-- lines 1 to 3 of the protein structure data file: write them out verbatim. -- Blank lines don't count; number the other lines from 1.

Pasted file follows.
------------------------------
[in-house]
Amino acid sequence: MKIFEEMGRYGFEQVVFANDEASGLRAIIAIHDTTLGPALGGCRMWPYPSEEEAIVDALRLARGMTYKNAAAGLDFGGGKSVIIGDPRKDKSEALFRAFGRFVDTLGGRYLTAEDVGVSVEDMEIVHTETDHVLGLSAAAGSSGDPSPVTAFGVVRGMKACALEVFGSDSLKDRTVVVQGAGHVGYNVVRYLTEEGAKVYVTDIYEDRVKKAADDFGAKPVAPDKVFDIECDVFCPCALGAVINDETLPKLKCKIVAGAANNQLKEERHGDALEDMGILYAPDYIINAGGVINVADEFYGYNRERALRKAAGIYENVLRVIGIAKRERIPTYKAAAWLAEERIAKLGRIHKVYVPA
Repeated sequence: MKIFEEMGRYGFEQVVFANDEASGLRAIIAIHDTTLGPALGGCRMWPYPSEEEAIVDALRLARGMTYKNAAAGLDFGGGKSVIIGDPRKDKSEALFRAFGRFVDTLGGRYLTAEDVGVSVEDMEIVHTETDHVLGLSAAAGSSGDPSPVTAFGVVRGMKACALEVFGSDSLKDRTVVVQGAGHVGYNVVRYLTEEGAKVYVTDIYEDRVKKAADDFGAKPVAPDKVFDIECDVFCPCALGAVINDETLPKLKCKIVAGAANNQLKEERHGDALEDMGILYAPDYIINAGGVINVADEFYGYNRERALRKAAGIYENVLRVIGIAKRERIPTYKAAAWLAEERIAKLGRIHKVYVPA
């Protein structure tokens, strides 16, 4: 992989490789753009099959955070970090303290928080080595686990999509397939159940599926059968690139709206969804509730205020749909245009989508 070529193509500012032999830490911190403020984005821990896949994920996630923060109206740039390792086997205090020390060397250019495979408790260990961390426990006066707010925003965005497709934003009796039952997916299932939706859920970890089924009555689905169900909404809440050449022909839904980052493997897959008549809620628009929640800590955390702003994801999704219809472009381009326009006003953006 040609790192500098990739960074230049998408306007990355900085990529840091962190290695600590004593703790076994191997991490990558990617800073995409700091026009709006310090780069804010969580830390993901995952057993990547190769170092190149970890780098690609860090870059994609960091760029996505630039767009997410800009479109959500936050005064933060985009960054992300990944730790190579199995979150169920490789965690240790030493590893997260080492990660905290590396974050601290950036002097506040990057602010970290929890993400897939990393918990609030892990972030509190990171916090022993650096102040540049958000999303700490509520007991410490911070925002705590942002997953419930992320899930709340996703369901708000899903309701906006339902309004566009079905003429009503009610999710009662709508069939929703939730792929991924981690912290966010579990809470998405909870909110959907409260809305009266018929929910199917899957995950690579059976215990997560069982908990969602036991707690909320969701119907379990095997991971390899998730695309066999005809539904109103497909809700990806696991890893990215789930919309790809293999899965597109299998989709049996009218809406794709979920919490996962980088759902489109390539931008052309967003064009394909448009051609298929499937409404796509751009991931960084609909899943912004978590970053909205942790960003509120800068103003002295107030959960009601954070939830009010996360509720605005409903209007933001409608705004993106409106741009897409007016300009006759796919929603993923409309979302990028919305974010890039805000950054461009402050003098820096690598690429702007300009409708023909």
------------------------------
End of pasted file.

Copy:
[in-house]
Amino acid sequence: MKIFEEMGRYGFEQVVFANDEASGLRAIIAIHDTTLGPALGGCRMWPYPSEEEAIVDALRLARGMTYKNAAAGLDFGGGKSVIIGDPRKDKSEALFRAFGRFVDTLGGRYLTAEDVGVSVEDMEIVHTETDHVLGLSAAAGSSGDPSPVTAFGVVRGMKACALEVFGSDSLKDRTVVVQGAGHVGYNVVRYLTEEGAKVYVTDIYEDRVKKAADDFGAKPVAPDKVFDIECDVFCPCALGAVINDETLPKLKCKIVAGAANNQLKEERHGDALEDMGILYAPDYIINAGGVINVADEFYGYNRERALRKAAGIYENVLRVIGIAKRERIPTYKAAAWLAEERIAKLGRIHKVYVPA
Repeated sequence: MKIFEEMGRYGFEQVVFANDEASGLRAIIAIHDTTLGPALGGCRMWPYPSEEEAIVDALRLARGMTYKNAAAGLDFGGGKSVIIGDPRKDKSEALFRAFGRFVDTLGGRYLTAEDVGVSVEDMEIVHTETDHVLGLSAAAGSSGDPSPVTAFGVVRGMKACALEVFGSDSLKDRTVVVQGAGHVGYNVVRYLTEEGAKVYVTDIYEDRVKKAADDFGAKPVAPDKVFDIECDVFCPCALGAVINDETLPKLKCKIVAGAANNQLKEERHGDALEDMGILYAPDYIINAGGVINVADEFYGYNRERALRKAAGIYENVLRVIGIAKRERIPTYKAAAWLAEERIAKLGRIHKVYVPA